vs. Penn State
Tomorrow, 7 p.m.
Cliff Keen Arena
vs. Western Michigan
Tonight, 7 p.m.
Cliff Keen Arena
* twice over
By TIM SMITH
DAILY SPORTS WRITER
When you're this good, it's hard
to keep improving.
The No.7 Michigan women's gym-
nastics team is getting to be sogood that
it can't help but think that each week's
performance will never be topped. Af-
ter the team dominated the field by
scoring a 193.175inlastweek's Stateof
Michigan Classic, it is running out of
room for improvement.
"What happens now is that they
begin to wonder if we can continue
our gymnastics at that level week
after week," coach Bev Plocki said.
"We can't go out there and worry
about trying to match a 193. Each
individual person only has to worry
about trying to go out there and giving
their best performance."
What the Wolverines do have to
worry about now is their two upcom-
ing meets. The team hosts two meets
this weekend at Cliff Keen Arena due
to a scheduling rarity.
Western Michigan (4-7) will be in
* town tonight for a 7 p.m. showdown
and Kentucky (1-6) comes to Ann
Arbor Sunday for a meet at 2 p.m..
Coach Plocki said she doesn't think
the meets being almost back-to-back
will have much of an effect on the
"It really shouldn't be that bad
because they have Saturday off in
between," Plocki said. "They nor-
mally practice five days in a row and
compete on the sixth, so I don't think
fatigue will be a factor."
The Broncos are coming off a
fourth-place finish in last weekend's
State of Michigan Classic in which
they finished ten points behind the
Wolverines. Western will be led by
Christine Evans, who scored a team
season best in the overall with a score
0 The Broncos' coach, Brigitte
Laketa, is less concerned with beat-
ing the Wolverines as she is with
seeing her team improve.
"Our focus is on cleaning up the
small parts of each person's individual
.performances and on upgrading our
4eam score," Laketa said.
The Wildcats, on the other hand,
,are out to prove that their record is not
indicative of what kind of team they
really are. The Wildcats have lost
,some close meets and have suffered a
-few early-season injuries.
"Kentucky is a good school.
They've been competing against the
.top five schools in the country," Plocki
,said. "The (Southeastern Conference)
is the premier conference in the coun-
Kentucky finished fifth last week-
end in the Missouri Cat Classic with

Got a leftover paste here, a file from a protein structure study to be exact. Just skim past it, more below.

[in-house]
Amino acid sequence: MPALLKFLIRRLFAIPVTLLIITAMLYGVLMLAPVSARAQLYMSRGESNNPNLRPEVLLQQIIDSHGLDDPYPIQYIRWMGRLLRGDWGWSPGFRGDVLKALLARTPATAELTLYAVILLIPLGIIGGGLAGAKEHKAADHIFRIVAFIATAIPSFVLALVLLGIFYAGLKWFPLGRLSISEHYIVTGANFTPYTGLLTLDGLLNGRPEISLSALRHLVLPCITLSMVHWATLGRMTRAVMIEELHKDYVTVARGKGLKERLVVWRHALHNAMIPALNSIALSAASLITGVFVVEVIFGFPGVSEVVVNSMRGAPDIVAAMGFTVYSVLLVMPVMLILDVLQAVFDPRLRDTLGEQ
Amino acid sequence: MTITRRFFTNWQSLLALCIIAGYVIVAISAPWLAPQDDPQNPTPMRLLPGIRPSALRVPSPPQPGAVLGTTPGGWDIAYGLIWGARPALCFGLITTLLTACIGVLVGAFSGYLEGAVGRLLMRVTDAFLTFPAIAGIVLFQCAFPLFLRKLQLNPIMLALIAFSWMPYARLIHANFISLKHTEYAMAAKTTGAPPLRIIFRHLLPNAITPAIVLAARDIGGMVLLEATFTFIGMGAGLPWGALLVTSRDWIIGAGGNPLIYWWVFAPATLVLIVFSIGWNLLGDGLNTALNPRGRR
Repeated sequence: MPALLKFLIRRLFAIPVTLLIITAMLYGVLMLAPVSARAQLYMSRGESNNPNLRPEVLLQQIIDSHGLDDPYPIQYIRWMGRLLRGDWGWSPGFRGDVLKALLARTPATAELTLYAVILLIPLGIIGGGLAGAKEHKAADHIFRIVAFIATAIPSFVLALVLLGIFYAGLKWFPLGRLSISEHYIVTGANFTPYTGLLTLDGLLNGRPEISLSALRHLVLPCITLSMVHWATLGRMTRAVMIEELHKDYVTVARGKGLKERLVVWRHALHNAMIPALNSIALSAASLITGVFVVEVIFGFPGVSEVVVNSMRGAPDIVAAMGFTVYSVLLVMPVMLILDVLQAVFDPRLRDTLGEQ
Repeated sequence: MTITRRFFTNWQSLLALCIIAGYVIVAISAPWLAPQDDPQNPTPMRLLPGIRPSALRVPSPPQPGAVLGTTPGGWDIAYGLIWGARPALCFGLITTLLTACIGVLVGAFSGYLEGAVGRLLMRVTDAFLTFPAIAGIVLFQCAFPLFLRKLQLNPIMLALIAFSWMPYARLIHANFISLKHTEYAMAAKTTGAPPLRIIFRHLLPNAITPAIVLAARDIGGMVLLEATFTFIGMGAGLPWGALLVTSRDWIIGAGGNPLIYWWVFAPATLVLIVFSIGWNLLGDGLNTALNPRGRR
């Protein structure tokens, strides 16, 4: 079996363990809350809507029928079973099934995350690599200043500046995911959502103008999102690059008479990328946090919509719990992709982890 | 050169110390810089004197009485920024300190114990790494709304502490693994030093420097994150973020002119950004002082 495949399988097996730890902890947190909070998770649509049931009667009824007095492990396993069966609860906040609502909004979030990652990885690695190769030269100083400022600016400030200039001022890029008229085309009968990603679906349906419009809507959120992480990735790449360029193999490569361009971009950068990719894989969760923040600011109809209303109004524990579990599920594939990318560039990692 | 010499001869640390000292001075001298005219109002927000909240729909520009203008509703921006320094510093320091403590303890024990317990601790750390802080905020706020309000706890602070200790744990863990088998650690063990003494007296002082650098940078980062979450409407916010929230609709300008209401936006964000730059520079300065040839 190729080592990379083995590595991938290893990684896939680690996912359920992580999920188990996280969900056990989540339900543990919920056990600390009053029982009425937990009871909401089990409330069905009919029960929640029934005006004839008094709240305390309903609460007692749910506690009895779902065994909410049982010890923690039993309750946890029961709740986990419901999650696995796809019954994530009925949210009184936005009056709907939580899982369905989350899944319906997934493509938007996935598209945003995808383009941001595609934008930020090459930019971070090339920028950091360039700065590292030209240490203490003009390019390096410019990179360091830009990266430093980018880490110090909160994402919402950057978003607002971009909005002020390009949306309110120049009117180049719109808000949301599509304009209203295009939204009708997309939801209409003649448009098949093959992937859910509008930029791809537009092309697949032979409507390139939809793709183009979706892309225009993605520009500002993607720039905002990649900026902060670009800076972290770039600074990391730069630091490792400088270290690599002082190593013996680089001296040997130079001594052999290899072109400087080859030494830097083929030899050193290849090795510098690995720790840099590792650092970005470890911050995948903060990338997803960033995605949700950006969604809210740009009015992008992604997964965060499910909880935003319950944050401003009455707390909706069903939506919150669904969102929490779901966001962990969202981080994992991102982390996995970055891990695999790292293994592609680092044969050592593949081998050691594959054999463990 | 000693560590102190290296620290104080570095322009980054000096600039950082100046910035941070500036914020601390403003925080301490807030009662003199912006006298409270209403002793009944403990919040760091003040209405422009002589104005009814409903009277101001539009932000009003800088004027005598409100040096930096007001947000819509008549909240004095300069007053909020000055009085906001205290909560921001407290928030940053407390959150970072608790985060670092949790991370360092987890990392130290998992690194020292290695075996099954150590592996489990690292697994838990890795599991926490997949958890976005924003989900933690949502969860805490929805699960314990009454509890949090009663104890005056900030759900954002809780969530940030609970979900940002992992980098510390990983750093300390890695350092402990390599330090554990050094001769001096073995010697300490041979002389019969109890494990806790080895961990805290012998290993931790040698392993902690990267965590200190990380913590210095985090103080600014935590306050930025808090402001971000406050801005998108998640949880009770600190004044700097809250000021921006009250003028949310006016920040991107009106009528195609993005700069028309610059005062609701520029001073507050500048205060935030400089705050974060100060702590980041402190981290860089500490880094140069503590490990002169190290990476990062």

an impressive score of 187.725. Lead-
ing the team this season is reigning
.1993 national overall champion, Jenny
Hanson. Hanson is coming off two
perfect 10's on the vault last weekend
and has raised her career total of indi-
.vidual titles to 52.
"Hanson's a great gymnast," said
juniorWendy Wilkinson, who will miss
a few weeks while recovering from a
torn anterior cruciate ligament. "We're
Working with the No. 1 gymnast in the
country (Beth Wymer), so Idon't think
we're going to be intimidated. We'll be
focusing so much on our team that
we're not really going to have a chance
tb stop and worry about what she's
One way the Wolverines are stay-
ing focused is by keeping their minds
on the team at hand instead of think-
ing about who lies ahead.
"Right now we're just thinking
dbout Western Michigan," junior
]Dbbie Berman said. "When that's
Over we'll worry about Kentucky."
Blue goes for season sweep
Men's basketball to take on Buckeyes in Columbus
By TIM RARDIN
DAILY BASKETBALL WRITER
When the 11th-ranked Michigan
basketball team takes the floor in St.
John Arena Sunday, it will face an
Ohio State squad which is consider-
ably better than its 10-11 overall and
3-7 Big Ten
only three con-
thus far, could
just as easily
As if a heart-
Sunday, 12 p.m.,
sponded with 10.2 points and 4.8
boards a game. Against the Golden
Gophers, he poured in 13 points to go
along with a team-high 14 rebounds.
Six-foot-8 Ricky Dudley has also
started the last six games while start-
ing center Nate Wilbourne recovers
from surgery on his left elbow.
"They found another comfortable
starting lineup," Michigan coach
Steve Fisher said. "They have
Simpson coming off the bench, and
Watson has come in and been a good
boost for them inside."
With Watson, Dudley, 6-foot-9
Lawrence Funderburke and 6-foot-11
Gerald Eaker along the frontline, size
should be an advantage for the Buck-
eyes. However, in the teams' last meet-
ing, the Wolverines bounced back from
a 19-15 rebounding deficit at halftime
to out-glass Ohio State, 40-33.
Ohio State has tallied all three of
its conference victories at St. John
Arena, including an impressive 73-
57 win over Wisconsin a week ago.
"They will play like crazy with
Michigan coming to town. We need
to make sure we control the tempo,
and that includes the crowd," Fisher
said. "We can't allow them any 10-2
or 10-0 runs, and you do that with
good defense and rebounding."
That's exactly what Michigan has